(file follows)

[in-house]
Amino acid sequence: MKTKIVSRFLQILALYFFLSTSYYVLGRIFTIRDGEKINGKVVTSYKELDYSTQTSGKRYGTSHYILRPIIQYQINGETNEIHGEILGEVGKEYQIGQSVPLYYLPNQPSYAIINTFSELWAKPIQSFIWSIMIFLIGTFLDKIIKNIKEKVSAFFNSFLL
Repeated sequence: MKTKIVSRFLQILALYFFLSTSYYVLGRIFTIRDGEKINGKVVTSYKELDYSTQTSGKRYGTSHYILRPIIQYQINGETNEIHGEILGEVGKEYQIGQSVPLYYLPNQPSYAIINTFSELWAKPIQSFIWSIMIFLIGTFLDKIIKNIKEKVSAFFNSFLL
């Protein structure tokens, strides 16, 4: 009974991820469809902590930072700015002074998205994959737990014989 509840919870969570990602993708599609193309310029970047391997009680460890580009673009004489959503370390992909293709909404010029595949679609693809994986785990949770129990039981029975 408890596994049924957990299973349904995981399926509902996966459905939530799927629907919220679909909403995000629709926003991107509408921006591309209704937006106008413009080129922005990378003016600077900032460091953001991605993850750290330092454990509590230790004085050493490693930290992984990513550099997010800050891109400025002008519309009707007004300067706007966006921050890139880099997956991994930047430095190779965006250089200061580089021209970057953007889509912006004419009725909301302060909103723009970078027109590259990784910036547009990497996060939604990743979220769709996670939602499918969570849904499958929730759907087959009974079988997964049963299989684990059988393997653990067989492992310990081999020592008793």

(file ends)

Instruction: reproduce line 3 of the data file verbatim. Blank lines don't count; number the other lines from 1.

Repeated sequence: MKTKIVSRFLQILALYFFLSTSYYVLGRIFTIRDGEKINGKVVTSYKELDYSTQTSGKRYGTSHYILRPIIQYQINGETNEIHGEILGEVGKEYQIGQSVPLYYLPNQPSYAIINTFSELWAKPIQSFIWSIMIFLIGTFLDKIIKNIKEKVSAFFNSFLL